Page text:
A project portfolio requires contributions from several, sometimes hundreds, of people. Your perspective of your project portfolio team matters. Making one shift can unleash the potential of your team and their ability to contribute to the project portfolio’s success. Organization charts provide quick and reliable insights on who is who and the structure the organization feels it needs to achieve its strategies. They help identify all stakeholders across the organization that are impacted, positively or negatively, by the project portfolio’s result and the path to achieve that result while revealing reporting relationships. All of which help properly establish the project portfolio and ensure its kickoff engages all stakeholders effectively.
Formal organization charts are also not the best way to encourage and establish highly productive teams because they are intended to provide a specific and rather rigid hierarchy that represents only a portion of the organization’s vibrant heartbeat. Informal alliances and lines of communication are usually not represented.
Empower each team member to bring their best by shifting perspective and creating an informal organization chart that transforms the siloed, hierarchical, rather permanent, triangle-shaped formal organization chart into a circular visual designed to bring clarity to the person’s role on the team and their primary interactions for the life of the project portfolio. This structure helps the project portfolio team thrive and represents the conceptual collaborative home for the team for the duration of their involvement.
To create the project portfolio organization chart, imagine lifting the team completely out of the formal organization chart into a neutral space, perhaps gathering them in a meadow on a warm day, to explain why they are important to the project portfolio’s success, what their primary contributions are, and who they will be interacting with most. The project portfolio organization chart contains the answers to those questions.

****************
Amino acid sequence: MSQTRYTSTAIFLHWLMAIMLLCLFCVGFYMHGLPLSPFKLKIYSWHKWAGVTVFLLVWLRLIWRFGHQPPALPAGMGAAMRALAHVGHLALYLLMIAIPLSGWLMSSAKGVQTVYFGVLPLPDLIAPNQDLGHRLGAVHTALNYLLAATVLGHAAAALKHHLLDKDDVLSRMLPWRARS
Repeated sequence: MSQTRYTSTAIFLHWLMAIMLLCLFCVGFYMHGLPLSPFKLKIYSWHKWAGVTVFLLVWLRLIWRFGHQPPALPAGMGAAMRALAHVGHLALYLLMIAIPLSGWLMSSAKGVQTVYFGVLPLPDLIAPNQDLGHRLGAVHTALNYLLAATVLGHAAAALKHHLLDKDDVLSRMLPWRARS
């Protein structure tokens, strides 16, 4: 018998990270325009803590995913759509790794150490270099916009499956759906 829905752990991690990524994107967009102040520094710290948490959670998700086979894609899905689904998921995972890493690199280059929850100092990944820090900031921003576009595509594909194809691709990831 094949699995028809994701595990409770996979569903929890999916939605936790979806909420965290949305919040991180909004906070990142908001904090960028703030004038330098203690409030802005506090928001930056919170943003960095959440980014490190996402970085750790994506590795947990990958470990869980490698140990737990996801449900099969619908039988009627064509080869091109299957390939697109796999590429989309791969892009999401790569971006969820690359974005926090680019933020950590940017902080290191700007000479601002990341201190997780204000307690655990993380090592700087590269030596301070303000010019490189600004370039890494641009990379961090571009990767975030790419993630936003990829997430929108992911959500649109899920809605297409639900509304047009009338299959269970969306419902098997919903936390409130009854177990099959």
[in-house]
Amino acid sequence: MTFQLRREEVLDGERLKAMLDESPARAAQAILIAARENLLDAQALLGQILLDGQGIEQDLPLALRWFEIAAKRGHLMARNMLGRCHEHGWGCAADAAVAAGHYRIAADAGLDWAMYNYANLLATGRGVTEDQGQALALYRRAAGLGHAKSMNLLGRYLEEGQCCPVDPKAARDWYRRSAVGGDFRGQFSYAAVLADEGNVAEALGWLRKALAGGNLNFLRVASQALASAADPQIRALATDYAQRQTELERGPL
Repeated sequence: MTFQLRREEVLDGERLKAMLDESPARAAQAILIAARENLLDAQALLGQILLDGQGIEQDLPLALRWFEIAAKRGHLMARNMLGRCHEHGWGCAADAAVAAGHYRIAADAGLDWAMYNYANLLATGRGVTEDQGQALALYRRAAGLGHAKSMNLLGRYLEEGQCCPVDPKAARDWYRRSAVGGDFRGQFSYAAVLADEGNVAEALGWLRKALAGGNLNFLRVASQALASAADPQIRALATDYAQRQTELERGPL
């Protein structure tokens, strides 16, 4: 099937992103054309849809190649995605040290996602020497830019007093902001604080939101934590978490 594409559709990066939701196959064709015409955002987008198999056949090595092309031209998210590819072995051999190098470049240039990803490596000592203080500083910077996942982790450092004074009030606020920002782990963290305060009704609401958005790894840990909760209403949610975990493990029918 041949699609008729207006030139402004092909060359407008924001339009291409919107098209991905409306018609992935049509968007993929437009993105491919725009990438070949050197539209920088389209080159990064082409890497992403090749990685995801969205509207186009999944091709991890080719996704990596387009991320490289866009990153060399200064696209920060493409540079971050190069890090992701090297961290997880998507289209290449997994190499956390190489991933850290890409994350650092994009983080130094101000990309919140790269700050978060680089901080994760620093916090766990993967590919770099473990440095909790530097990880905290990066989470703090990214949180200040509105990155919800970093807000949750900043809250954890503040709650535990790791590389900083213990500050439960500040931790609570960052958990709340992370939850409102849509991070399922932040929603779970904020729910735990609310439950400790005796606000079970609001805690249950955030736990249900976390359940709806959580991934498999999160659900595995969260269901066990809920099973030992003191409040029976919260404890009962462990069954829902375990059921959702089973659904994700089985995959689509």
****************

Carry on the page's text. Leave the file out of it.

The project portfolio organization chart can take the form of an infographic with the help of a diagramming tool, where lines depict primary communication channels instead of reporting relationships. A simple version can be a tabular visual with roles as row names and projects within the portfolio as column names. Colors can define centers of excellence, employers, or key decision-makers. “TBD” or empty spaces illustrate the shopping list of resources still needed on the team. The result could look something like this:
There is more to a person than their job title and who they report to. Formal organizational titles may be the same as the person’s contribution and role on the team. Where they are different from the project portfolio structure, shift from the formal to the informal titles. “VP of Marketing” definitely hints at the level of skill, subject matter expertise, and experience a team member may have; it is likely not as illuminating as “Market Researcher” or “Brand Coordinator” if that is their contribution to the team. Role names that describe the primary contribution expected of that person are the most successful. For example, “Senior Business Analyst” is definitely accurate; “Requirement Maven” or “Product Analyst” may be more revealing.
A project portfolio organization chart does not replace the formal organization chart unless your organization chart is already in a projectized form (which may also be the model of your Project Management Office). Team members will still have the formal organizational reporting relationships and responsibilities; organizational savvy remains an essential element of the project portfolio’s communication plan. Describing a project portfolio team outside the constraints of the formal organization chart is a powerful way to build an effective team.
Jan Schiller, PMP, PSM1, FLMI, is a partner with Berkshire Consulting, LLC. She specializes in revealing the path from where an organization is to where they want to be. Over the past 30 years, Jan has been focused on linking strategy to results with project management in the financial services, investment, health, beverage, learning management and life sciences industries. She has helped her clients with the adoption of project management best practices; streamlining business processes; addressing regulations; achieving competitive advantage and much more. In addition to being quoted twice in PMNetwork Magazine, she’s also discussed how to develop a PMO Project’s scope statement on Phoenix Business RadioX (podcast). Jan writes about scope, portfolio management, methodologies, and PMO.